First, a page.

As tempting as it might be to get everything down in the deck, you need to be economical with your text and leave room for visuals. These plant an initial impression in the investor’s head and reinforce your problem and solution throughout the deck. Most investors take about two and a half minutes to sift through your deck, so your visuals will have to be distributed throughout the 19 slides, not at the end of a 40-slide behemoth.

What needs to be illustrated?

Start with an eye-catching logo and some clever, concise copy for your cover that states your value proposition. Why do you exist? Why do you do what you do? This will prime your investor audience for what’s to come and leave them with a visual fingerprint to remember your company by. Try leading and finishing with the value proposition and raison d’etre.


Also, visualize data throughout your pitch deck, including user acquisition, revenue growth, and operating expenses. This will show your investors that you spent time calculating these figures and didn’t manufacture them to look good in a pitch deck. Visualized data will also reinforce your narrative. Dwolla, for instance, used contrasting flowcharts to show (not tell) how difficult it can be to transfer money between traditional channels.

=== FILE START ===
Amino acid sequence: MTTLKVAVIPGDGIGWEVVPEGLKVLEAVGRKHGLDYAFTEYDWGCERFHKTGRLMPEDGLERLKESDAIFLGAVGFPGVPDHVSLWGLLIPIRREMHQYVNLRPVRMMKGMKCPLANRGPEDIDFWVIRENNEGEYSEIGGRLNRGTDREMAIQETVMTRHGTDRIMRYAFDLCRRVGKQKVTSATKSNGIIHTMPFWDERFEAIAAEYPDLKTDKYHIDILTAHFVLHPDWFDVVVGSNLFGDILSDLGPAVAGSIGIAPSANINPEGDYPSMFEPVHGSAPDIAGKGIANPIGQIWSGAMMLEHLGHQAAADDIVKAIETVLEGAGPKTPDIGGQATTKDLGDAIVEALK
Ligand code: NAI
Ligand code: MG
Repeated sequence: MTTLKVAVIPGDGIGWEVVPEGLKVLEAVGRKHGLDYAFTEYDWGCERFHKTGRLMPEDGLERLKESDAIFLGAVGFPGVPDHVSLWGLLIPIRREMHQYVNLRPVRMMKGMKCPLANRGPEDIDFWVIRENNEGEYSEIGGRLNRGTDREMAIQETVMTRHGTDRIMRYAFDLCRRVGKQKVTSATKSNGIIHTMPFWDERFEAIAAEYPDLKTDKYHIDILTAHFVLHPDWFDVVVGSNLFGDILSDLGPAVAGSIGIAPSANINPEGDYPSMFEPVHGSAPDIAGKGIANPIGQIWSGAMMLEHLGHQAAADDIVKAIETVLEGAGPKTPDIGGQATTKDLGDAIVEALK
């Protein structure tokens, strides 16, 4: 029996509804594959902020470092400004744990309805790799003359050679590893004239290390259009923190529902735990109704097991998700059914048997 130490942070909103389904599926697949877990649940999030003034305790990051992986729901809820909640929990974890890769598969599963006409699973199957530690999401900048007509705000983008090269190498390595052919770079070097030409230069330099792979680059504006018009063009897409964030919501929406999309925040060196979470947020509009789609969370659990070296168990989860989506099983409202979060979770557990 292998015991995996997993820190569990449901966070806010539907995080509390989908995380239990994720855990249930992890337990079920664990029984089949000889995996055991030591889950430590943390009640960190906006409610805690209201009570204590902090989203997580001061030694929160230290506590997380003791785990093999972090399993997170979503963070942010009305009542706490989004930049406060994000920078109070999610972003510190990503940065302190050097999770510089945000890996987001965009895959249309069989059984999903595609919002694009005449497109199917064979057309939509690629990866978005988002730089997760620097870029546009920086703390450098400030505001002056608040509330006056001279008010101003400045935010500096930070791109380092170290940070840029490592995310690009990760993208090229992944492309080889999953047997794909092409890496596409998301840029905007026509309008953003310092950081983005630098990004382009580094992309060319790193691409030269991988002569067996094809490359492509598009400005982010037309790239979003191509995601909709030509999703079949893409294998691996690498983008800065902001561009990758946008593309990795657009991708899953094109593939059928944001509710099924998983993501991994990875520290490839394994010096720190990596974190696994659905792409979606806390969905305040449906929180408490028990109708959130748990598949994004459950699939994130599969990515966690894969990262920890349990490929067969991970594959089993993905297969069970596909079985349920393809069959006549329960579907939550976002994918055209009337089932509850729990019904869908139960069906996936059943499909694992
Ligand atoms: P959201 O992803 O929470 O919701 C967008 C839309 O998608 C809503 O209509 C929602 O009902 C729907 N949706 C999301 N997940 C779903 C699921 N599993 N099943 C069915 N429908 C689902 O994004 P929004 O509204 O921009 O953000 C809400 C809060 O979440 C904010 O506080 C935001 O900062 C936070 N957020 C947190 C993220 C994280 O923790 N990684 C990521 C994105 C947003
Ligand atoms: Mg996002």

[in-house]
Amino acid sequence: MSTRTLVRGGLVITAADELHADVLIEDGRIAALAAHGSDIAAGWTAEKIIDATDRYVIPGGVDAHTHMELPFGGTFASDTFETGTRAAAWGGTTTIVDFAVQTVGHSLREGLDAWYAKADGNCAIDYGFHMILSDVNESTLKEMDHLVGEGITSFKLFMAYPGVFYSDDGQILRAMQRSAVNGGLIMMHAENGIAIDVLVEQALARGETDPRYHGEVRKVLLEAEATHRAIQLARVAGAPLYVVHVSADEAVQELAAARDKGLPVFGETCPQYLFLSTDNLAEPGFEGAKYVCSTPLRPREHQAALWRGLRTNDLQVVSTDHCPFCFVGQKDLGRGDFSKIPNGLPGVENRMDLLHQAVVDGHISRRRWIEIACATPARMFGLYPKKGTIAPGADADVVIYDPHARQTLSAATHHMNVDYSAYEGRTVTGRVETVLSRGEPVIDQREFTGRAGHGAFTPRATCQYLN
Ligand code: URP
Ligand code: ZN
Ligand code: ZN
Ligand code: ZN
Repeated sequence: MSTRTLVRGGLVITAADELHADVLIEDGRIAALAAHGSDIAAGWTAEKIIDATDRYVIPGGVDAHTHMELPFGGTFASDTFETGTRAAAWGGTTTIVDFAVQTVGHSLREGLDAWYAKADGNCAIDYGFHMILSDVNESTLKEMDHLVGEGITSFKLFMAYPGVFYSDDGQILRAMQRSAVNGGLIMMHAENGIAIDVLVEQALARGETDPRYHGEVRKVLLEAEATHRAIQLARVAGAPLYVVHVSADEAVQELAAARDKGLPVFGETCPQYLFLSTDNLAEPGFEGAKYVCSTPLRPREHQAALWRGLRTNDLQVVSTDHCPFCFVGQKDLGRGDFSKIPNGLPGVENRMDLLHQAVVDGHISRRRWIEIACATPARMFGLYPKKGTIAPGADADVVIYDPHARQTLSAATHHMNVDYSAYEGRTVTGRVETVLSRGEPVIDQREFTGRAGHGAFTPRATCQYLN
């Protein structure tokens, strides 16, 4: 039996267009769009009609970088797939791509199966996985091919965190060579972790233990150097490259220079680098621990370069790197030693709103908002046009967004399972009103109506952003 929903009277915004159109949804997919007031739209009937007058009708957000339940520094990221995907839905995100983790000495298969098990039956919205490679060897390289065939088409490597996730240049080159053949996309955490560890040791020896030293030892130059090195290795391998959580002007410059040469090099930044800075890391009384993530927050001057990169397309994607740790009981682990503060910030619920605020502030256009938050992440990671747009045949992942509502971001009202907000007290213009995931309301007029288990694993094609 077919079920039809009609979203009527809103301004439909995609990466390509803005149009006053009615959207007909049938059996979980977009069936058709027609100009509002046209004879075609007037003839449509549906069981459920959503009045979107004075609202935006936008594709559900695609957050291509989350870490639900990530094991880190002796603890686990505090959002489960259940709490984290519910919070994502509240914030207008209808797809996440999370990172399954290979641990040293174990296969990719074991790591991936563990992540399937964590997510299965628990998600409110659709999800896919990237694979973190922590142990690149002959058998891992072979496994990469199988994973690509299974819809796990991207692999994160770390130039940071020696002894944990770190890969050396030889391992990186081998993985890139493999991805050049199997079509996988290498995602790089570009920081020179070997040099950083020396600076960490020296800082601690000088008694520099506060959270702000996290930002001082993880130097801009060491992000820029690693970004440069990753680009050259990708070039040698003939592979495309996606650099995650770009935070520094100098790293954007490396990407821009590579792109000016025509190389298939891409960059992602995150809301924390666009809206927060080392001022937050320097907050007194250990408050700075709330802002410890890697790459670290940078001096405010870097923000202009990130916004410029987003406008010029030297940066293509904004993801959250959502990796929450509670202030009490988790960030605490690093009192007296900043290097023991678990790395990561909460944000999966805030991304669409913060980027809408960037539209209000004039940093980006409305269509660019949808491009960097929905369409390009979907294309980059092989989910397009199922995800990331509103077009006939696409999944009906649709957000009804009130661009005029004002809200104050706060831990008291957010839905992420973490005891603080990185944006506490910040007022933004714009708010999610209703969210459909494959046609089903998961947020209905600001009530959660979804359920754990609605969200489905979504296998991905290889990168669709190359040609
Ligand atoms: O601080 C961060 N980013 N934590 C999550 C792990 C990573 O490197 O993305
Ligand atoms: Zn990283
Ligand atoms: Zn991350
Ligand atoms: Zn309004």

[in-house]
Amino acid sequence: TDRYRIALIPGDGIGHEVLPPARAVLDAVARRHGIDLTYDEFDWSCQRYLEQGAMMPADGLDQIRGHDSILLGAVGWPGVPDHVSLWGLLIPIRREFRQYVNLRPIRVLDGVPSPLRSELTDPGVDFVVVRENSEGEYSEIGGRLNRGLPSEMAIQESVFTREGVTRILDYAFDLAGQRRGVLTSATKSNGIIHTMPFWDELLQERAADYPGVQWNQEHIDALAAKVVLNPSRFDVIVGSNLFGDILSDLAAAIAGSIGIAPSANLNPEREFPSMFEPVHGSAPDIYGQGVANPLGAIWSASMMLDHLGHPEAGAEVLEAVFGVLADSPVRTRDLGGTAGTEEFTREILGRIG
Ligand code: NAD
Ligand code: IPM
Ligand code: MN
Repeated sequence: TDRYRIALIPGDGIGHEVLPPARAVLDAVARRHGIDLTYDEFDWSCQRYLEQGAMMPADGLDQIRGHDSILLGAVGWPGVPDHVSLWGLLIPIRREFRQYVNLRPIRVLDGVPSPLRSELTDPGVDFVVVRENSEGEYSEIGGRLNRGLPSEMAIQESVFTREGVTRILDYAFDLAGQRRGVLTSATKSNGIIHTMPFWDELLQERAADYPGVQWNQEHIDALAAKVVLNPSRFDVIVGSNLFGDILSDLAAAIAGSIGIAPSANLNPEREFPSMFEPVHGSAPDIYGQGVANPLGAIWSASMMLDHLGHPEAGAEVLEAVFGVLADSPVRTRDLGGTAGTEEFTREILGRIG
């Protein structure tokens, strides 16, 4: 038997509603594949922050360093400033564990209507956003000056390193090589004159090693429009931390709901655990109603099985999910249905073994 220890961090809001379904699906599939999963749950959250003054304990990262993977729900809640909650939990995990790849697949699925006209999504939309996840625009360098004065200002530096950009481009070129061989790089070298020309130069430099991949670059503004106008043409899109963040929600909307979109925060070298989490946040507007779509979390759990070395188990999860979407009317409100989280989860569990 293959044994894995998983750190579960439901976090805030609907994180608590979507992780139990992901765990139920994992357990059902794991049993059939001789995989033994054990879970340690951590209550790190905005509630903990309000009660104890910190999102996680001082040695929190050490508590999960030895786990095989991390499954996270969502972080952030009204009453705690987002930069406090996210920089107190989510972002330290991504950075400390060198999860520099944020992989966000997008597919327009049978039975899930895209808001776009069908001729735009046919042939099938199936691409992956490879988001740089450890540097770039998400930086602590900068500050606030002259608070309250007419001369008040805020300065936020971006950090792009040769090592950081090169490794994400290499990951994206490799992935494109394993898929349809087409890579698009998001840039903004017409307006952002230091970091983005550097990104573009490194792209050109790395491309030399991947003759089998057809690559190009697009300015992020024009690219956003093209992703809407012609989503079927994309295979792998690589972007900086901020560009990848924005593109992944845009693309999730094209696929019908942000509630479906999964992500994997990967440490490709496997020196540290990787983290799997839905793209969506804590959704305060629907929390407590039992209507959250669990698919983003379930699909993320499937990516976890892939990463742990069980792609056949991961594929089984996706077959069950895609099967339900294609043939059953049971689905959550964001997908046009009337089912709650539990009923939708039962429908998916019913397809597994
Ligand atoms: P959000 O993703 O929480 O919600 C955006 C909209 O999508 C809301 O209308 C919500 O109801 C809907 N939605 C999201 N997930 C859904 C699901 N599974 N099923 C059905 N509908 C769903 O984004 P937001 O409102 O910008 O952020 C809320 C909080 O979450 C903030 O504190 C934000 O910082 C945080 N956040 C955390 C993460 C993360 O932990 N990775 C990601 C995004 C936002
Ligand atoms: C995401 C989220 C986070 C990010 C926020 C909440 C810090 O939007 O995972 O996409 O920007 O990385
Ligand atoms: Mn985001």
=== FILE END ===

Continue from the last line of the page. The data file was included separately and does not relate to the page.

3. The product

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Fundraising is done to speed up the machine, not to figure out what will work. This means that investors want to hear about a built-out product (even if it’s an MVP) and not one you’ll create when you have money.

When you get in front of them, don’t concern yourself with blowing them off of their feet. Investors hear pie-in-the-sky ideas every day — and they generally pay them no mind. Keep your product page(s) simple and always remember to tie them back to the problem and solution that got you here.

For example, Uber doesn’t just let you hail a cab from your smartphone because you want to get from point A to point B. Instead, it simplifies the often difficult process of finding a cab in major cities and areas without adequate taxi service or public transportation.